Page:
Here’s hoping everyone had a great summer!
And with summer over the school year is upon us. I’d like to share with you a reminder as to why we all value a music education and how it can help us in the classroom this year.
The following is an excerpt from a PBS article highlighting the ways that a music education can help a student far beyond the notes, scales, chords, and melodies they’re learning. Find the full article here.
“A study published in 2007 by Christopher Johnson, professor of music education and music therapy at the University of Kansas, revealed that students in elementary schools with superior music education programs scored around 22 percent higher in English and 20 percent higher in math scores on standardized tests, compared to schools with low-quality music programs, regardless of socioeconomic disparities among the schools or school districts. Johnson compares the concentration that music training requires to the focus needed to perform well on a standardized test.
Aside from test score results, Johnson’s study highlights the positive effects that a quality music education can have on a young child’s success. Luehrisen explains this psychological phenomenon in two sentences: “Schools that have rigorous programs and high-quality music and arts teachers probably have high-quality teachers in other areas. If you have an environment where there are a lot of people doing creative, smart, great things, joyful things, even people who aren’t doing that have a tendency to go up and do better.”
And it doesn’t end there: along with better performance results on concentration-based tasks, music training can help with basic memory recall. “Formal training in music is also associated with other cognitive strengths such as verbal recall proficiency,” Pruett says. “People who have had formal musical training tend to be pretty good at remembering verbal information stored in memory.””
All of us here at Bridgewater School of Music are wishing you a fruitful and musical new school year.
See you all soon!
A key point we bring up early on with our students (and/or parents) is the importance of ritual. Learning an instrument can only be fruitfully accomplished if practice time becomes part of one’s daily routine. As routine as eating a meal or brushing one’s teeth. Like any of these things we should be acutely aware that we missed it. It can’t be something where we wait until the time is just right that we now have time for it.
In Mason Currey’s book “Daily Rituals: How Artists Work” you’ll find a collection of short recordings of ritual from some of the great musicians, novelists, poets, playwrights, painters, philosophers, scientists, and mathematicians of the last few centuries. It’s an intriguing look into the routines of these titans, giving us a glimpse of the strategies and maneuvers that allowed them to produce their work.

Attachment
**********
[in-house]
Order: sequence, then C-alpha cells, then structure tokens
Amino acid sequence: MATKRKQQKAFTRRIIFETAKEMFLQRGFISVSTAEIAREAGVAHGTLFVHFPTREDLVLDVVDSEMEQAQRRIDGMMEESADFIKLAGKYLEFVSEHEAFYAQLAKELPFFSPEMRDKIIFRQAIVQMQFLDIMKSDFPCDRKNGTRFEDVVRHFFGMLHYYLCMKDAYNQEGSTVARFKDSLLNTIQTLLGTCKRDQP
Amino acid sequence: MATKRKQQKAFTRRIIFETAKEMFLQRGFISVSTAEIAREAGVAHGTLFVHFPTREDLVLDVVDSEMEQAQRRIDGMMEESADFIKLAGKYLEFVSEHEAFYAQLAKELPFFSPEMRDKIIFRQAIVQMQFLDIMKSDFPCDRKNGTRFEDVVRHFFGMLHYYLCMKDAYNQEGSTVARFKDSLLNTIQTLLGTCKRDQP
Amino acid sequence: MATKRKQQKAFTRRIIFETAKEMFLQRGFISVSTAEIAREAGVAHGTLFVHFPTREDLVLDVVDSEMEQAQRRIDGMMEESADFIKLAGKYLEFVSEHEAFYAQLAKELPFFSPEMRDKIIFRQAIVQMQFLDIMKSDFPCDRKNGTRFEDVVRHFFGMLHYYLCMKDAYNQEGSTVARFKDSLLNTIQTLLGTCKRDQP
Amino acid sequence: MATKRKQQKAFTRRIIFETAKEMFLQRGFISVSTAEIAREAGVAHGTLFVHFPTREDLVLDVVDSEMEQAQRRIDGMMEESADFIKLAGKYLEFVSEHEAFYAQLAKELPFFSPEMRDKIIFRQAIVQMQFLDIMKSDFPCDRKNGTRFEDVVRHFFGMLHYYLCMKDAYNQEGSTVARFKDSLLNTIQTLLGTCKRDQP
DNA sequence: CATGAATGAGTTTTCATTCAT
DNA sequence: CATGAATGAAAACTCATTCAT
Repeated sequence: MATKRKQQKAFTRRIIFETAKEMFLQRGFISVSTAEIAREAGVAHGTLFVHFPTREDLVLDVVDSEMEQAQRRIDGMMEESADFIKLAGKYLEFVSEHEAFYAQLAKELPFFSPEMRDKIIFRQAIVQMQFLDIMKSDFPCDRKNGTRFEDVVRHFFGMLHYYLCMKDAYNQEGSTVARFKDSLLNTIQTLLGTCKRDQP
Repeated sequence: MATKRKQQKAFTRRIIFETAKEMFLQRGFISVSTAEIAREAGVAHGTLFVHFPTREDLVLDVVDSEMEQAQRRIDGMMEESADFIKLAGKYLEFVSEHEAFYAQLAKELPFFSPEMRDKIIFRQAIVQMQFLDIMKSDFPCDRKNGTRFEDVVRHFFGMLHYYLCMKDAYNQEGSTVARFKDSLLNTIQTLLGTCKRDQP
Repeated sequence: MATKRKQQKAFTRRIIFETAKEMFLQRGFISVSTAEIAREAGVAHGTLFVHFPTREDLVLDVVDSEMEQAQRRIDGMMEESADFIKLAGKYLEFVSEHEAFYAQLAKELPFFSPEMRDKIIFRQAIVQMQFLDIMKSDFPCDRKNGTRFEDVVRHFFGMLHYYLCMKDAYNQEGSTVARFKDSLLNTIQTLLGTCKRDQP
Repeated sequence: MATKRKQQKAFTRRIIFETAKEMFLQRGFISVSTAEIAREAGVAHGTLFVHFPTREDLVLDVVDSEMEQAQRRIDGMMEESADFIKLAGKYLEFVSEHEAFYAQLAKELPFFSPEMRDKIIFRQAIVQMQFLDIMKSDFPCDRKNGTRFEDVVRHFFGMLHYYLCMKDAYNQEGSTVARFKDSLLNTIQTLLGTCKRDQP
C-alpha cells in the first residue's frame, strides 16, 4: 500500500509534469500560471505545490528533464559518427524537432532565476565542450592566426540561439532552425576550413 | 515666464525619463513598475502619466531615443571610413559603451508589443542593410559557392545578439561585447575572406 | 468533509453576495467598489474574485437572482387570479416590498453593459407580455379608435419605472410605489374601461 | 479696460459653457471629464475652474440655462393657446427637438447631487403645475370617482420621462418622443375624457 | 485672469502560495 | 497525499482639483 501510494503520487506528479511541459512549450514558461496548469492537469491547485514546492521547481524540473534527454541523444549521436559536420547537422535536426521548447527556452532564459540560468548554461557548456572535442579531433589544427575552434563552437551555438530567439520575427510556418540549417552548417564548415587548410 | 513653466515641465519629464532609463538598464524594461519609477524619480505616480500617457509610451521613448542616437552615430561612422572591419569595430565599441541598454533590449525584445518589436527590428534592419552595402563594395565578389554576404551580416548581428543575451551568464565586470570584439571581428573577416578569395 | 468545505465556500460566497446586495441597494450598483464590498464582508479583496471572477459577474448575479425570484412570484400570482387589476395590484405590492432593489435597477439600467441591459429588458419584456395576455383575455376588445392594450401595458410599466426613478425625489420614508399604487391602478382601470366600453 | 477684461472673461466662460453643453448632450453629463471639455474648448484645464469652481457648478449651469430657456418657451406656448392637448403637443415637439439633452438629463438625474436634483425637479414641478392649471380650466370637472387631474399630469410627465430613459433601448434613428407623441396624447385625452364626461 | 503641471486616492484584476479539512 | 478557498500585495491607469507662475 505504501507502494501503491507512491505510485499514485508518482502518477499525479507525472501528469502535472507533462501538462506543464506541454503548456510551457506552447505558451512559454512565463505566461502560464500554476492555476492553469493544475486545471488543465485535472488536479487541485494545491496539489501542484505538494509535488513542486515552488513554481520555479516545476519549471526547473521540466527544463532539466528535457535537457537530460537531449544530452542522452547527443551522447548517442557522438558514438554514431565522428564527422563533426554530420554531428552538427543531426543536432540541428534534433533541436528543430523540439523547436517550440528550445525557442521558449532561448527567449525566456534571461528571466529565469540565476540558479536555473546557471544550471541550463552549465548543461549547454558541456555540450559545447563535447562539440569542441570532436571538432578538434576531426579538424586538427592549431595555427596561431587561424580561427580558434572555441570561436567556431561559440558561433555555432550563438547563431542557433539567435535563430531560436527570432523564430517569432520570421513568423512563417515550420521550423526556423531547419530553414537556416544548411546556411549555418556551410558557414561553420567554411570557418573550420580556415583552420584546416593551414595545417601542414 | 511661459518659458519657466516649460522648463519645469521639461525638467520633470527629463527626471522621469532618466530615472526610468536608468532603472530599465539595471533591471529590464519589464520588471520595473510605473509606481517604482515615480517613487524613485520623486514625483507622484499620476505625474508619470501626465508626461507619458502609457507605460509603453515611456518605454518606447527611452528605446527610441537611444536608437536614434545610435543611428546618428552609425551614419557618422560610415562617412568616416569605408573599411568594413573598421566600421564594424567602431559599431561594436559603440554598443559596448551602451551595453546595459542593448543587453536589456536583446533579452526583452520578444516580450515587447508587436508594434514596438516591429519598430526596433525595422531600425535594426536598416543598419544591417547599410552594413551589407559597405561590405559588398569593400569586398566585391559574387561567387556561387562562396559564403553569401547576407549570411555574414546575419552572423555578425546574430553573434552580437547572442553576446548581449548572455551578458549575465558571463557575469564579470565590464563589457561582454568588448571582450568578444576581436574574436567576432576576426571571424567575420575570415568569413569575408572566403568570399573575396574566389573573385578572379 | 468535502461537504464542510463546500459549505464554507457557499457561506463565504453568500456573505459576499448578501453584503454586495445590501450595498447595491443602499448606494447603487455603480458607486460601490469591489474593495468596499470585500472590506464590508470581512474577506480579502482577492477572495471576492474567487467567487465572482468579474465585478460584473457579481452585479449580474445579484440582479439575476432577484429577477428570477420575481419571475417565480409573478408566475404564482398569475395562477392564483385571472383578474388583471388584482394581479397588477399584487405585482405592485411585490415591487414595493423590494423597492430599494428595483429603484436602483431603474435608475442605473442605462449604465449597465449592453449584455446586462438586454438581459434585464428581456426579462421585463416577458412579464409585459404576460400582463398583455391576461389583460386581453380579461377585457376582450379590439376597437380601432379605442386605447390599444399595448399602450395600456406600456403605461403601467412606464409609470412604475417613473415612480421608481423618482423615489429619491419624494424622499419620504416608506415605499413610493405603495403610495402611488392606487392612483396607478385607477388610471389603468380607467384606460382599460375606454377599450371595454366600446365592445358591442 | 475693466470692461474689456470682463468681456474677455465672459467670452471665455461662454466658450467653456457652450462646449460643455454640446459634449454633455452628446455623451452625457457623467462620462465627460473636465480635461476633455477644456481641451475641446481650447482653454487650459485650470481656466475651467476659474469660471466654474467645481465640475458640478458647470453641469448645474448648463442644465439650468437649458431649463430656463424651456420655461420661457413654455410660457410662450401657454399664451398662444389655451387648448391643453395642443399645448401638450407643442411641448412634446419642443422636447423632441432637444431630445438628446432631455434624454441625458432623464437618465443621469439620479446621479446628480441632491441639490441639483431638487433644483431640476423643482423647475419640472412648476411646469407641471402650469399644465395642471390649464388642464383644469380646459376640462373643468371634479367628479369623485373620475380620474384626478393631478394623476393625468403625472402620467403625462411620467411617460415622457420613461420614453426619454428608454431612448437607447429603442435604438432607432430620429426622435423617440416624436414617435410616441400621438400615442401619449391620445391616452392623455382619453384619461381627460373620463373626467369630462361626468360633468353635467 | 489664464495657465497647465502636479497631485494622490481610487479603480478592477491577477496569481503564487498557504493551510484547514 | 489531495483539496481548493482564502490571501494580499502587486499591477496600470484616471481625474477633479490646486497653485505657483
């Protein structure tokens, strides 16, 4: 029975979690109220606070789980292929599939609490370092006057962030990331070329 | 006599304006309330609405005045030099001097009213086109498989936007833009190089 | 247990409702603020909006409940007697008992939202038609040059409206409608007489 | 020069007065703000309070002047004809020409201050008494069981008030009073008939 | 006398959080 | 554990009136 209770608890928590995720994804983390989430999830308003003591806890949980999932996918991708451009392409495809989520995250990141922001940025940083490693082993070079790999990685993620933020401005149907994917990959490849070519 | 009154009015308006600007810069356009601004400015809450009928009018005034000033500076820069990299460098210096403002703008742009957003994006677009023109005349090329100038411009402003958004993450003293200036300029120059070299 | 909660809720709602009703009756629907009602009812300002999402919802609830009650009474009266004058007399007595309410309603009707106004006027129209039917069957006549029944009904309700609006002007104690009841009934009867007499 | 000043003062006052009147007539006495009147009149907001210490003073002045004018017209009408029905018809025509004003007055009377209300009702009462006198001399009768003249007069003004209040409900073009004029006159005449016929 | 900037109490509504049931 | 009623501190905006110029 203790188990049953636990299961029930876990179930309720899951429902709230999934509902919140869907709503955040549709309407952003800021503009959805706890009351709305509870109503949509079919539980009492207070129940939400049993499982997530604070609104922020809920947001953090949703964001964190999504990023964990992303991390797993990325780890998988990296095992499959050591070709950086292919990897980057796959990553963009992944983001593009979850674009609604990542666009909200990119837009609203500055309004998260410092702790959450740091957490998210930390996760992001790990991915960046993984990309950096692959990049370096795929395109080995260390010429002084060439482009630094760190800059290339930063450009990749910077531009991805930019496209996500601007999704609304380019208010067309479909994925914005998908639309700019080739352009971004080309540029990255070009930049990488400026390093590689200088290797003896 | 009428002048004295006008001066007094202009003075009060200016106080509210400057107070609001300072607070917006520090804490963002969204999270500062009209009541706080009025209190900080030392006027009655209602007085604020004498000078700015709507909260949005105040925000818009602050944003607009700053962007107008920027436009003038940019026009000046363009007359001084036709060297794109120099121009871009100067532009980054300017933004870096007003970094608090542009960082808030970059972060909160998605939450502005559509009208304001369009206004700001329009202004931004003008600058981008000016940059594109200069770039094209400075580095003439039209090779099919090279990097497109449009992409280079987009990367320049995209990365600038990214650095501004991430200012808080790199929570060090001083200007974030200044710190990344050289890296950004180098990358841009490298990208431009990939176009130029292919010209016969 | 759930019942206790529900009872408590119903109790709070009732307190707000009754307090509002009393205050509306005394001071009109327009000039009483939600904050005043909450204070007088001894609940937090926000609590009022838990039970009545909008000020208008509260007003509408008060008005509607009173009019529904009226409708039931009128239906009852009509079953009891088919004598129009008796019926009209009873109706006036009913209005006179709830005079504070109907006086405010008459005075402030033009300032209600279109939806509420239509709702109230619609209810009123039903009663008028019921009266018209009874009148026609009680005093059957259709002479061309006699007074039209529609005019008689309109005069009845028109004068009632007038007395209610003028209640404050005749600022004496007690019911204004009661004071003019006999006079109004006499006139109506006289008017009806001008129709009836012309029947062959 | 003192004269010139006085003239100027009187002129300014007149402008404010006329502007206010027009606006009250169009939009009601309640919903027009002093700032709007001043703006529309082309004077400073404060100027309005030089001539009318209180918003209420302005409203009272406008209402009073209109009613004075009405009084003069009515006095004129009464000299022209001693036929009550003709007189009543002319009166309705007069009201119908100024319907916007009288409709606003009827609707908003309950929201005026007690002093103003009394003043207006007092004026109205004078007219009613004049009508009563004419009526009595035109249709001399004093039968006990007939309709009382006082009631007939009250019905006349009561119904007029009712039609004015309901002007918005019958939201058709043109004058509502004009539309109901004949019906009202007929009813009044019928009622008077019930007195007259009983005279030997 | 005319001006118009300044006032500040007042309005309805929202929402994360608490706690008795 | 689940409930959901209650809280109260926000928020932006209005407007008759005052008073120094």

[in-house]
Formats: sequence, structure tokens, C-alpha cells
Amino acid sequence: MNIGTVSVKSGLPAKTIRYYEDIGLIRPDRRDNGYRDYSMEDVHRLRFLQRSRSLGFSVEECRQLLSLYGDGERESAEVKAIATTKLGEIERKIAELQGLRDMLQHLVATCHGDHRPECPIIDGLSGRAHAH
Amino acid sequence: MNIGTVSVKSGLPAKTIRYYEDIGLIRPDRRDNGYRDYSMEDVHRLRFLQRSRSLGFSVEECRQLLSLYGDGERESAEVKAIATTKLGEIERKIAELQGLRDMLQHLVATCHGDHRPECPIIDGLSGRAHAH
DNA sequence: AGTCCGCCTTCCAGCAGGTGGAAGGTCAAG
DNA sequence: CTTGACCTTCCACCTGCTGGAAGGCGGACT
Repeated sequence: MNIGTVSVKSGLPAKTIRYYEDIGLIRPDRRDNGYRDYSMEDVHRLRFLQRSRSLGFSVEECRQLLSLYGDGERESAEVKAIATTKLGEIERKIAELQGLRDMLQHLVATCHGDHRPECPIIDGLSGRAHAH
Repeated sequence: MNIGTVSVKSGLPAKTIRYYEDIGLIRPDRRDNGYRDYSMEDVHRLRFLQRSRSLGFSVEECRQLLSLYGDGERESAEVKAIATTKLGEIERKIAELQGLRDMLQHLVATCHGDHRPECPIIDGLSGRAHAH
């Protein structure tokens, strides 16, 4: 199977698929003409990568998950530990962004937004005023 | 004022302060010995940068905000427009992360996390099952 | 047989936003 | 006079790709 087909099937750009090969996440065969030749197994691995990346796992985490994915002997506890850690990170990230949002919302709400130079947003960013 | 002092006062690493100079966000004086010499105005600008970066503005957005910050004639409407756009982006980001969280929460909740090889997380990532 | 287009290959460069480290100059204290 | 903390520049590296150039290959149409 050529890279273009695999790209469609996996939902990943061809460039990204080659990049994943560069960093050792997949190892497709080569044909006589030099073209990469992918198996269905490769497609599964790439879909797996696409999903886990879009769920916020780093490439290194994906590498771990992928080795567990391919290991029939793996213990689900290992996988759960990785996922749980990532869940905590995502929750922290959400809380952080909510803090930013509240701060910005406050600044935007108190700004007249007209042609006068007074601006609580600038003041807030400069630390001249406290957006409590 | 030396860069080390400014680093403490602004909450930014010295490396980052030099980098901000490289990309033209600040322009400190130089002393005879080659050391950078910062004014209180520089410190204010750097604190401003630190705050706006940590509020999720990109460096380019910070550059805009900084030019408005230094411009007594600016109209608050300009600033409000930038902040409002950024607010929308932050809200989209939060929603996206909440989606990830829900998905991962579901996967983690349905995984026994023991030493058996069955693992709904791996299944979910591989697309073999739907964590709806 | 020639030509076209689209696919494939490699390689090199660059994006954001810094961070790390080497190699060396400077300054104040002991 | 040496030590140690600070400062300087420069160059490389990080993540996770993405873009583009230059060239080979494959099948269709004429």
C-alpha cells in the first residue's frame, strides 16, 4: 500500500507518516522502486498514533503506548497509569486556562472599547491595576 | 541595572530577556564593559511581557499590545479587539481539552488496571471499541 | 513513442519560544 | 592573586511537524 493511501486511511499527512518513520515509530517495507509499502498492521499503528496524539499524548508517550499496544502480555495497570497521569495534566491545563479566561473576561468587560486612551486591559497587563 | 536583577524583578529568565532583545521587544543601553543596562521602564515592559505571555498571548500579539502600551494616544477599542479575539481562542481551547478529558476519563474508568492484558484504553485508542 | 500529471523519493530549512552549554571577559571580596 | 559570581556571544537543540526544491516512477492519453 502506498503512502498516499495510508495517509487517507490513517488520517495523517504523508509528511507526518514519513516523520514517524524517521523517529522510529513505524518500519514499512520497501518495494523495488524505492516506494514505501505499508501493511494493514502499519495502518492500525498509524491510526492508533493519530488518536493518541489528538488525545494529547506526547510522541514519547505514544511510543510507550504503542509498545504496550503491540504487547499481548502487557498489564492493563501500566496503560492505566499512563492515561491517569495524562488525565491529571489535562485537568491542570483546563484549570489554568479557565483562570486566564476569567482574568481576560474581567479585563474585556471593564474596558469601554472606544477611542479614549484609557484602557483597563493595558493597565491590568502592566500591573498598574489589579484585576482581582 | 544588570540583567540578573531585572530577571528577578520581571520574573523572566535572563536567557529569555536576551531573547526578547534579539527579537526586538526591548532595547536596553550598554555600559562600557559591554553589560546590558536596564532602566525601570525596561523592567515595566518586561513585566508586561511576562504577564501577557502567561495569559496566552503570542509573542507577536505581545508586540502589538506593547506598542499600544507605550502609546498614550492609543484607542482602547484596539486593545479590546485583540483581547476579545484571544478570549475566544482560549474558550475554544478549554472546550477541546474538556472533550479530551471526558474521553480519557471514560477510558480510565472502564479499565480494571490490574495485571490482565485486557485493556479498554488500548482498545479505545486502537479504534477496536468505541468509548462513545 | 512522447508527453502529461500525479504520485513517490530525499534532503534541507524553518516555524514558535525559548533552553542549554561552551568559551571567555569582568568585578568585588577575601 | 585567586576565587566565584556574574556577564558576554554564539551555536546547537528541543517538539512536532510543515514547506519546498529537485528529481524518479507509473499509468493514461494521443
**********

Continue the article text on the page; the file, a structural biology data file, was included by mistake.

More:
While some of the examples may prove impractical, at the bare minimum one can surely pick up some ideas or inspiration. The importance of ritual is the common thread that runs through these achievers lives (also coffee, lots and lots of coffee) and we’re certain their example can help you and/or your loved ones achieve great things as well.
Spring Toddler Time music classes start March 22nd.
We’d love for you to join us for an interactive and enriching musical experience for you and your child. We meet 10:45 Wednesday mornings at the Martinsville Community Center.
It’s a great opportunity to get a valuable jumpstart on your children’s music education in a safe and fun environment while building bonds with your child and other music loving families.
I’ve attended class with my daughter Gianna and her cousin and they love it. We can’t stop singing the songs at home.
Our 8 class Spring session kicks off this Wednesday.
– $150 for all 8 classes – $100 for both of you if you sign up with a friend
– $120 for 6 classes (you choose the 6 you’d like to attend)
– $80 for 4 classes (you choose the 4 you’d like to attend)
Call, or email us for more info and to register.
Hope to see you there!
We’re so excited about our new program “Toddler Time”. It’s an interactive weekly class for your little ones to explore the exciting world of music through singing, dancing, and fun.
Our spring session starts soon. Contact us to register.
We hope your Christmas was extra special this year! We’re winding down by dissecting what makes a Christmas song sound, for lack of a better term, “so Christmassy”?
Here’s a video for all you music geeks (and/or Mariah Carey fans). It’s fascinating.
We put together a list of songs for the holiday season. Here’s what the staff here at the school are listening to this time of year:
“Ability to learn is not fixed, it can change with effort” – Angela Duckworth
After teaching music for a lengthy period of time we’ve had many preconceived notions fall apart over the years. One of them is the importance of innate ability.
Talent and intelligence are valuable but not as important as we’ve assumed. What is becoming evident is that passion and perseverance are far more valuable in a quest to conquer a long term goal.
Angela Duckworth explains in the linked talk how very import the concept of “Grit” is not just in music but all worthy goals.